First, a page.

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New Leadership, Focus for Capital Region Research Support

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New Leadership, Focus for Capital Region Research Support

New Leadership, Focus for Capital Region Research Support  Mark Sulkowski, associate dean for research in the capital region.
Karen Nitkin

Date: 12/14/2018

A Johns Hopkins resource brings novel therapies and diagnostics to community hospital patients while helping researchers expand their pool of potential participants.

That resource is the Johns Hopkins Office of Capital Region Research Support (CAPRES), which promotes and supports high quality research across multiple disciplines at Howard County General Hospital, Sibley Memorial Hospital and Suburban Hospital.

“The primary responsibility is to grow research at these community hospital sites in both volume and impact, with the goal of also helping investigators at The Johns Hopkins Hospital and Bayview Medical Center expand their research,” says Mark Sulkowski, named in October as associate dean for research in the capital region.

“We want patients in our community hospitals to have the same opportunities to participate in clinical research that they would have at the Baltimore campuses,” says Sulkowski, who is also a professor of medicine at the Johns Hopkins University School of Medicine and medical director of the Viral Hepatitis Center of the Division of Infectious Diseases.

In his new role, Sulkowski is raising awareness of CAPRES and strengthening collaborations among the community hospitals and clinical researchers at Johns Hopkins academic centers.

CAPRES, which launched in 2011 under the leadership of Daniel Ford, vice dean for clinical investigation, currently coordinates some 40 research projects across Johns Hopkins hospitals, providing oversight and assistance with budgets, administration, training and other logistical considerations. Jackie Lobien, CAPRES division director, oversees 11 research coordinators at the community hospitals.

One such project expands to Suburban and Sibley Memorial hospitals a trial that provides safe MRIs to patients with implanted pacemakers or defibrillators.

Cardiologist Henry Halperin has been studying the issue since 2000 and made a remarkable discovery: Almost everyone with an implanted pacemaker or defibrillator can safely get an MRI, contrary to previous criteria from the Food and Drug Administration and the devices’ manufacturers.

Halperin, who started clinical trials in 2002, developed a procedure that involves examining the device, reprogramming it to temporarily disable certain features, monitoring the patient during the MRI, and then checking and recalibrating the device.

Until recently, the procedure was only available at The Johns Hopkins Hospital, which provides about 600 MRIs each year to patients with devices that are not specifically labeled by the FDA as being able to undergo the imaging.  

However, demand is enormous, notes Halperin. Millions of people who would benefit from MRIs have implanted devices, the vast majority of which are not designated MRI safe, he says.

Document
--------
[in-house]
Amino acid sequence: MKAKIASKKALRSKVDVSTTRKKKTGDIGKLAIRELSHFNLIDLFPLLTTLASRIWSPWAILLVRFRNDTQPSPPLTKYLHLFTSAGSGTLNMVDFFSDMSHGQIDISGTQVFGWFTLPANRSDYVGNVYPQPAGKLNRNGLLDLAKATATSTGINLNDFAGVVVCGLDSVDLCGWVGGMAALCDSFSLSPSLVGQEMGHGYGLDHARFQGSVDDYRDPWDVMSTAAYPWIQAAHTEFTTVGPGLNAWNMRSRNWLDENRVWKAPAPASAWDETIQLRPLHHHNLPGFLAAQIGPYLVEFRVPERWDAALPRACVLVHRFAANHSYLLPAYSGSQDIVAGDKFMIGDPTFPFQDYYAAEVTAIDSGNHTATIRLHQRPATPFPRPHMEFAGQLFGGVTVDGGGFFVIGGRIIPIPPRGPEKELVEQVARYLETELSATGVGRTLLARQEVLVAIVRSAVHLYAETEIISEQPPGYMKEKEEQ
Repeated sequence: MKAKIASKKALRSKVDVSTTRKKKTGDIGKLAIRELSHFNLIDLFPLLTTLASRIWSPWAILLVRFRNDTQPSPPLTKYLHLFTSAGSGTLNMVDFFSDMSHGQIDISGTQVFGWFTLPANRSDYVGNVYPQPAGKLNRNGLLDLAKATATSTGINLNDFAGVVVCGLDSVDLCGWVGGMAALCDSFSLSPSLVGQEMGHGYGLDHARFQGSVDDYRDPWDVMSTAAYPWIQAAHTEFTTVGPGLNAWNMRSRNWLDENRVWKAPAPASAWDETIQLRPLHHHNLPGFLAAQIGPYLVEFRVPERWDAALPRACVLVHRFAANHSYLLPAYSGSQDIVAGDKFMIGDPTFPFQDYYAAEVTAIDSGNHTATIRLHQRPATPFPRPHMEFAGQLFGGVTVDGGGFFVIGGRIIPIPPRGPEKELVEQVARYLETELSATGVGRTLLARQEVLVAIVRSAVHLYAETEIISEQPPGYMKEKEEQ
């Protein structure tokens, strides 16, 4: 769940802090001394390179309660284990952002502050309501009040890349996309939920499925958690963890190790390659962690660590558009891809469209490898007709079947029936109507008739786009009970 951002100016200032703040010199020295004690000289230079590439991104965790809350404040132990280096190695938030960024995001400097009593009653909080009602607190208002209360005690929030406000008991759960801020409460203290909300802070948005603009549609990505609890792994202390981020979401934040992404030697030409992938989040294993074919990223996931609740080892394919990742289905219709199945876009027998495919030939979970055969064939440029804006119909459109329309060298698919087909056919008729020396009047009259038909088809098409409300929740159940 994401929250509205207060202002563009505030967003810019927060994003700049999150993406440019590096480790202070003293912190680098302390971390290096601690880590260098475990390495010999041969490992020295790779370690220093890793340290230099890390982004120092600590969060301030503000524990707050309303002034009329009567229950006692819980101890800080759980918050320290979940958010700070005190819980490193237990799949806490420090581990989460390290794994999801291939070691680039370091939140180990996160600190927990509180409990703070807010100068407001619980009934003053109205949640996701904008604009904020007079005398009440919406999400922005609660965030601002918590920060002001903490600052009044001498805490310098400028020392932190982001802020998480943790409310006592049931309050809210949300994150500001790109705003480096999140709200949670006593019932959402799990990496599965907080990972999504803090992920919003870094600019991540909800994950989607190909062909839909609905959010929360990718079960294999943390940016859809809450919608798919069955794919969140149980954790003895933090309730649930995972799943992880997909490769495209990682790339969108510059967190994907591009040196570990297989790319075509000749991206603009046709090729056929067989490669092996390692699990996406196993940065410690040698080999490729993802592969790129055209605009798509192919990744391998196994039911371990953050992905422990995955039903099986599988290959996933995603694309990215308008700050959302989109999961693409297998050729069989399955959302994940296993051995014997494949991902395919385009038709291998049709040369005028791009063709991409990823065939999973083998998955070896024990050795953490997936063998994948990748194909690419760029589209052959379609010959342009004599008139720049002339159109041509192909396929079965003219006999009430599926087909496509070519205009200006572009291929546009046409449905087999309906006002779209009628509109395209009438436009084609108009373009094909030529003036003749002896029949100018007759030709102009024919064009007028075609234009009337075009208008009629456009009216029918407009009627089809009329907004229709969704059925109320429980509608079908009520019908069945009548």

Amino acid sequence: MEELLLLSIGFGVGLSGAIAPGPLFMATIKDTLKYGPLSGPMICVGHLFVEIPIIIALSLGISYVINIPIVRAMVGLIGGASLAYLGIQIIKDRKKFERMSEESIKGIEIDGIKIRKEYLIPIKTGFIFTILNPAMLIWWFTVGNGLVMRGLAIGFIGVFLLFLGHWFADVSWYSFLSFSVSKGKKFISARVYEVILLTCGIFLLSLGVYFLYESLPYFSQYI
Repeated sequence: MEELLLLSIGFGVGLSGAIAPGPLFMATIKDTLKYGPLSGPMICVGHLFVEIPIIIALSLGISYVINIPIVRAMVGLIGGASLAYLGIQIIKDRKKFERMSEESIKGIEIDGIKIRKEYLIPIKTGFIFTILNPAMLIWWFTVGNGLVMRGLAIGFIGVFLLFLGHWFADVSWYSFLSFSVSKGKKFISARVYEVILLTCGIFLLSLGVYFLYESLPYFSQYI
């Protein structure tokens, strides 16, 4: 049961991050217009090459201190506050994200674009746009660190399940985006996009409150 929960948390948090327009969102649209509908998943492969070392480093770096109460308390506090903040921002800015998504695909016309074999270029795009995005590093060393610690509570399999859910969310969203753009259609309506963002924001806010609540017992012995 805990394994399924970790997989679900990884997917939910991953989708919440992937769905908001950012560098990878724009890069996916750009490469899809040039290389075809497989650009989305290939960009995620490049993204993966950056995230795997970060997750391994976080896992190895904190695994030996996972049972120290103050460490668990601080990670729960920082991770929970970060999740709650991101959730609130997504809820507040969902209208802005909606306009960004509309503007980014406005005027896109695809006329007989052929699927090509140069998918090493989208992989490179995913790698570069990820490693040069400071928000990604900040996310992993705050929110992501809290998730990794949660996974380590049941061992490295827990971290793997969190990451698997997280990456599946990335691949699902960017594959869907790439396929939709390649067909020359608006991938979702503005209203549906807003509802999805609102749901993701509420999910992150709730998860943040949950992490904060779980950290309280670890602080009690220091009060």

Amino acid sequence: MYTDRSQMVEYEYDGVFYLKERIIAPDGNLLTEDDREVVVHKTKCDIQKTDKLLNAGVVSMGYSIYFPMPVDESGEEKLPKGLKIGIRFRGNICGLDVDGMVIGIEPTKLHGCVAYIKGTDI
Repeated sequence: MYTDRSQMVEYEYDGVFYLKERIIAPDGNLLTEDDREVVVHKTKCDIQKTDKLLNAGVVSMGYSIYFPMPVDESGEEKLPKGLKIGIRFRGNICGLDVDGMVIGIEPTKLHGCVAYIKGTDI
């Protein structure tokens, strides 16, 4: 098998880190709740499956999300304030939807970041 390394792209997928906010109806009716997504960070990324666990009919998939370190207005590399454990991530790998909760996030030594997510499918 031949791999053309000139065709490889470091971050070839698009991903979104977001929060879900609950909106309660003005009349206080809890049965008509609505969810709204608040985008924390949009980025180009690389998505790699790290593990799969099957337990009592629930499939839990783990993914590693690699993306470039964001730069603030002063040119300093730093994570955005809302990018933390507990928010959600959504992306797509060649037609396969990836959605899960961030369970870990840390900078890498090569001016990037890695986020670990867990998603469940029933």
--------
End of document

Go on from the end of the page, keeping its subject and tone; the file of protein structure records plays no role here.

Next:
Halperin’s expansion of the trial to Suburban and Sibley Memorial hospitals started about a year ago, with the help of CAPRES. The MRIs take place at Sibley, which has the required equipment.

Now, about 90 more patients per year have access to the procedure without having to travel north to Baltimore, says Edward Healy, chief of cardiology at Suburban Hospital. “The study has been great for us and our patients,” says Healy, who practices at both Suburban and Sibley Memorial. “It really expanded the number of people who had potential access to the MRI tests. Having it here in the area was a major improvement for our patients.”  

Healy says the CAPRES office was instrumental in bringing the study to Suburban and Sibley Memorial, a process that included making presentations to research committees at both sites.

“We had to convince people that this was safe and effective,” he says. “It was viewed as something that happened at The Johns Hopkins Hospital and nowhere else. It took some convincing.”

In large part because of the investigation, the Centers for Medicare & Medicaid Services in April changed its policy and now reimburses for MRIs for people with the implantable devices, even if the patients are not in a clinical trial.

“You don’t have to be in a study to get a scan now,” Halperin says. “Medicare removed that requirement because we showed that it’s safe.”

Yet the research continues, as Halperin turns his attention to people with implanted devices that either are damaged or have unusual positioning. And the patients at Sibley and Suburban Memorial, as well as The Johns Hopkins Hospital, continue to benefit.

Sulkowski encourages community hospital clinicians interested in clinical research, and researchers at The Johns Hopkins Hospital and Bayview Medical Center, to contact CAPRES to explore opportunities that may enrich their clinical practices and research programs. Email Mark Sulkowski at or Jackie Lobien at